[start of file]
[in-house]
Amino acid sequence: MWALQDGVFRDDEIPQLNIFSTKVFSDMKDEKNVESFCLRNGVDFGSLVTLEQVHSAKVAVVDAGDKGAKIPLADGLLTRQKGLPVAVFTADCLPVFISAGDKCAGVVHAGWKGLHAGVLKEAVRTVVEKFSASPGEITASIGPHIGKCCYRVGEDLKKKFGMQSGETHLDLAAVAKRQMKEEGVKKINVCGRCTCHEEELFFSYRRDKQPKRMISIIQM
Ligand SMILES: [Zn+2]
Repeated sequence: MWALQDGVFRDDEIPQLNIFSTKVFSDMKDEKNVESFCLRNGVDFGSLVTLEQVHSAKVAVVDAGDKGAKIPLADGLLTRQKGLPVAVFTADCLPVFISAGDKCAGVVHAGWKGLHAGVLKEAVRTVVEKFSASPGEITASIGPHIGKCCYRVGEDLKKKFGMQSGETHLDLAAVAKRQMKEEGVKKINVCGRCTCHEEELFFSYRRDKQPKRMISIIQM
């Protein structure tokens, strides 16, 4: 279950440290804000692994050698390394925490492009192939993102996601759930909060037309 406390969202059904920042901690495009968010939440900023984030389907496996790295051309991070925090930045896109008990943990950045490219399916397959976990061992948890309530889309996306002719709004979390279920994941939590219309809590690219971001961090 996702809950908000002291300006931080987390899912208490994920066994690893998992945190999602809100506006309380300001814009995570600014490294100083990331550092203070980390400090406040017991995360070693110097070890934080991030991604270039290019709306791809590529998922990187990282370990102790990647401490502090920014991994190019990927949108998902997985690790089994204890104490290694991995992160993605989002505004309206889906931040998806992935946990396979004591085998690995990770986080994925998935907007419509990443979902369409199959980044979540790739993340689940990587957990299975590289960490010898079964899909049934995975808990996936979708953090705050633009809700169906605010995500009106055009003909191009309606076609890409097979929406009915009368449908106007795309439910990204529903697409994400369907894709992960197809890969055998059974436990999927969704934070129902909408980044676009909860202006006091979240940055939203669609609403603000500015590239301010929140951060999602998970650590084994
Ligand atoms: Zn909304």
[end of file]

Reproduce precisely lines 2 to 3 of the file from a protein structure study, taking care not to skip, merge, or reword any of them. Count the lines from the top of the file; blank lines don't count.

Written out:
Amino acid sequence: MWALQDGVFRDDEIPQLNIFSTKVFSDMKDEKNVESFCLRNGVDFGSLVTLEQVHSAKVAVVDAGDKGAKIPLADGLLTRQKGLPVAVFTADCLPVFISAGDKCAGVVHAGWKGLHAGVLKEAVRTVVEKFSASPGEITASIGPHIGKCCYRVGEDLKKKFGMQSGETHLDLAAVAKRQMKEEGVKKINVCGRCTCHEEELFFSYRRDKQPKRMISIIQM
Ligand SMILES: [Zn+2]